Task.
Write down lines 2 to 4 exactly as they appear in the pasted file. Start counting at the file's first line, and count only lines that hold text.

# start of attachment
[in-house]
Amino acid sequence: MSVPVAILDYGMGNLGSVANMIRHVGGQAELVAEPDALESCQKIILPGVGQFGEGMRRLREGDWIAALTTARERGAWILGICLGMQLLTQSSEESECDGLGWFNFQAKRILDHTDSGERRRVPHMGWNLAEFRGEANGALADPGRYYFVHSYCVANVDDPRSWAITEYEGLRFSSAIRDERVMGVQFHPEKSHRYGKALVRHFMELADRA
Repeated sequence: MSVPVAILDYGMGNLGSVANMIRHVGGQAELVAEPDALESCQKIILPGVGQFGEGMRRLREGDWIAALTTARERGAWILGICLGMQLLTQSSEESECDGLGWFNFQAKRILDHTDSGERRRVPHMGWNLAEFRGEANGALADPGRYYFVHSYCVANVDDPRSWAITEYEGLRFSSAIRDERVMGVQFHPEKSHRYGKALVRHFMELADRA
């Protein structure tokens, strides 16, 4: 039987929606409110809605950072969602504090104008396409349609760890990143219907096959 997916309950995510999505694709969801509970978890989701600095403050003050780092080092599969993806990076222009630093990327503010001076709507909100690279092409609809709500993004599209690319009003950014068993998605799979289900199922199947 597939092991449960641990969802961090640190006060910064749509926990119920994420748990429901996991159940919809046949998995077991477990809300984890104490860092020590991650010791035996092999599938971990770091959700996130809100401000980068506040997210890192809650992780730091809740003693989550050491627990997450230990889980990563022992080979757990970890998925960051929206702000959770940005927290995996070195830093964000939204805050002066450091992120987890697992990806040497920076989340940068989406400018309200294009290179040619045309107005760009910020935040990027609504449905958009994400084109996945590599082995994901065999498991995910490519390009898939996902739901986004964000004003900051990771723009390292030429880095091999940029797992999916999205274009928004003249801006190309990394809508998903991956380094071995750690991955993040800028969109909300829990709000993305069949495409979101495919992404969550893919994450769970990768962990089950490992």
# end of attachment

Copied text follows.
Amino acid sequence: MSVPVAILDYGMGNLGSVANMIRHVGGQAELVAEPDALESCQKIILPGVGQFGEGMRRLREGDWIAALTTARERGAWILGICLGMQLLTQSSEESECDGLGWFNFQAKRILDHTDSGERRRVPHMGWNLAEFRGEANGALADPGRYYFVHSYCVANVDDPRSWAITEYEGLRFSSAIRDERVMGVQFHPEKSHRYGKALVRHFMELADRA
Repeated sequence: MSVPVAILDYGMGNLGSVANMIRHVGGQAELVAEPDALESCQKIILPGVGQFGEGMRRLREGDWIAALTTARERGAWILGICLGMQLLTQSSEESECDGLGWFNFQAKRILDHTDSGERRRVPHMGWNLAEFRGEANGALADPGRYYFVHSYCVANVDDPRSWAITEYEGLRFSSAIRDERVMGVQFHPEKSHRYGKALVRHFMELADRA
């Protein structure tokens, strides 16, 4: 039987929606409110809605950072969602504090104008396409349609760890990143219907096959 997916309950995510999505694709969801509970978890989701600095403050003050780092080092599969993806990076222009630093990327503010001076709507909100690279092409609809709500993004599209690319009003950014068993998605799979289900199922199947 597939092991449960641990969802961090640190006060910064749509926990119920994420748990429901996991159940919809046949998995077991477990809300984890104490860092020590991650010791035996092999599938971990770091959700996130809100401000980068506040997210890192809650992780730091809740003693989550050491627990997450230990889980990563022992080979757990970890998925960051929206702000959770940005927290995996070195830093964000939204805050002066450091992120987890697992990806040497920076989340940068989406400018309200294009290179040619045309107005760009910020935040990027609504449905958009994400084109996945590599082995994901065999498991995910490519390009898939996902739901986004964000004003900051990771723009390292030429880095091999940029797992999916999205274009928004003249801006190309990394809508998903991956380094071995750690991955993040800028969109909300829990709000993305069949495409979101495919992404969550893919994450769970990768962990089950490992």